Laser scarecrow deters murders

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America’s enthrallment with corn can crop up in strange ways. Recall the internet-enabled rise to fame of Tariq Day, also known as “The Corn Kid,” in 2022. Day’s love of corn, which, thanks to modern technology, he reiterated time and time again on the screens of our smart devices, granted him luminary status in the world of corn.

There is, perhaps, a rational explanation for this irrational exuberance.

As one of the U.S.’ leading agricultural contributions, corn fields currently occupy 80 million acres, or 3% of the land within our nation’s borders. Domestically, corn growth contributed $164.7 billion to the U.S. economy in 2021. On a global scale, the U.S. accounts for ~30% of the world’s production of the crop.

A perpetual problem for corn growers is the persistence of predators — particularly those of the avian persuasion. Hungry birds cost farmers millions of dollars annually in damaged goods alone.

The classic scarecrow, long a lonely emblem of farm fields, just isn’t warding off birds like it used to. There’s a reason why a group of crows is called a murder. Our corn is at stake.

In response, growers have sought alternate methods to keep crows away. Armed patrolmen, toxic avicides, bright flashing lights, and acoustic scaring devices that use propane cannons or blank shotgun shells are now deployed to scare the birds and, for that matter, anyone else within a mile radius.

Understanding that the “out of sight, out of mind” (or, in this case, out of earshot) principle is the corn growers’ best-case scenario, researchers from the University of Florida and the University of Rhode Island are collaborating to investigate the use of laser-armed scarecrows to deter birds.

Using a model laser scarecrow previously developed at the University of Rhode Island, which looks less like a traditional scarecrow and, in fact, much more like a traditional laser module, the researchers presented flocks of European starlings with fresh ears of sweet corn within an enclosure.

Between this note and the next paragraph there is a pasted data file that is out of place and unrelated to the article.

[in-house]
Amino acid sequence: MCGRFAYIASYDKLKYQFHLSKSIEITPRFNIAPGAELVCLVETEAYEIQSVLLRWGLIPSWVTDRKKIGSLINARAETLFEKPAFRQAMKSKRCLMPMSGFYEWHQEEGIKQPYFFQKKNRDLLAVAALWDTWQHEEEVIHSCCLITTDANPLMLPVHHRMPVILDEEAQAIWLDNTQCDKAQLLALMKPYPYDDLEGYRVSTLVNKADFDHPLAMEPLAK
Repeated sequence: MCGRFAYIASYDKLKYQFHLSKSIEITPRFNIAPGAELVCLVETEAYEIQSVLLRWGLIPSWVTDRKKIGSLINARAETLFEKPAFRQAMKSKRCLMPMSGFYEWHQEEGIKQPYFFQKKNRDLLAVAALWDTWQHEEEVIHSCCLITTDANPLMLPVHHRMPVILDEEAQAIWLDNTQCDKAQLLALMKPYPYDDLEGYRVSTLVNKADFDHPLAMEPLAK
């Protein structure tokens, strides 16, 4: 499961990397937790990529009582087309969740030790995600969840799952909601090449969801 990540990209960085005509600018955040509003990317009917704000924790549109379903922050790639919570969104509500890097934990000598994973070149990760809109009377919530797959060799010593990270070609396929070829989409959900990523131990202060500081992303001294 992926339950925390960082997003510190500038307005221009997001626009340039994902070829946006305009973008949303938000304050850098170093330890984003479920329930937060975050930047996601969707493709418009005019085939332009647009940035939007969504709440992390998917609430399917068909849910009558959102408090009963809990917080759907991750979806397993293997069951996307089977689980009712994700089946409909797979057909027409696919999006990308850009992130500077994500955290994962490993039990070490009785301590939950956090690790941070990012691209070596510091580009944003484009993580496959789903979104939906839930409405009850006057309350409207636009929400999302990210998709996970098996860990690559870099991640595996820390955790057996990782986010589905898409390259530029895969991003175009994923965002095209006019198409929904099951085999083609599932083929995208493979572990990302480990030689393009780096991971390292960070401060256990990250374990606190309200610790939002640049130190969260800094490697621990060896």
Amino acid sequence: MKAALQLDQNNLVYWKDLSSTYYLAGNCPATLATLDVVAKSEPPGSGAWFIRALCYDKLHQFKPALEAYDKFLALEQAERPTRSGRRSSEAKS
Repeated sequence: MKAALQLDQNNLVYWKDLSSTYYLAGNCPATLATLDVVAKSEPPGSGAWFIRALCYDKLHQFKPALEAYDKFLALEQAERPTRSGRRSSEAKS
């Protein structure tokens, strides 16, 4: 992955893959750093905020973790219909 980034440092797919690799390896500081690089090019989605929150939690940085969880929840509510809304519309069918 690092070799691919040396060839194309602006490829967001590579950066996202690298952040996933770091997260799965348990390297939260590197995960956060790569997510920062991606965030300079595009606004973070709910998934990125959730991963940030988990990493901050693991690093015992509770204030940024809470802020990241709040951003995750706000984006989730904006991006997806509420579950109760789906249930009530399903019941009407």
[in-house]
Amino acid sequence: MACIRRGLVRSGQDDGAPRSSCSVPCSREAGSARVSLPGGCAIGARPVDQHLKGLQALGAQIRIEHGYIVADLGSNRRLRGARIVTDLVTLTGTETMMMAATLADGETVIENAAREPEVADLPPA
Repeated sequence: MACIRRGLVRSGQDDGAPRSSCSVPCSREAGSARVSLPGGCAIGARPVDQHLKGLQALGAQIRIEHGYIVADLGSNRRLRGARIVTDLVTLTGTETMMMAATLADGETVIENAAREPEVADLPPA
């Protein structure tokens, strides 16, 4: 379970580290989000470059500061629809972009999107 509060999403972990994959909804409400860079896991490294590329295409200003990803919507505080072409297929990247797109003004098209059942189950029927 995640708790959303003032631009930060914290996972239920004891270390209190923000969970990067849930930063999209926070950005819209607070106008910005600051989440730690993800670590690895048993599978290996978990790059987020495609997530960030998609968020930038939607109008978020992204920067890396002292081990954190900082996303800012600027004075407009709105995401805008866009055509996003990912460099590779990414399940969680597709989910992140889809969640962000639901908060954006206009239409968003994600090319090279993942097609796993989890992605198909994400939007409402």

The team performed two tests. In a “stick trial,” the researchers stuck corn on a wooden stake to simulate a stalk. In a subsequent “natural trial,” they placed real corn stalks at various heights.

Upon concluding the trials, the team determined that the use of lasers as a scarecrow mechanism reduced crop damage — marginally in stick trials and more substantially in natural trials. The prospect for crop damage, they found, increased as the laser distance increased. The research ultimately showed signifi- cant treatment effects when the corn was positioned up to 20 m from the laser scarecrow.

Though performance varies in true field environments, the researchers believe that the laser scarecrow can be just as effective, if not more so, as more disruptive methods for preventing corn-killing murders. Now, if it only had a brain.

The research was published in Pest Management Science (

Published: March 2024
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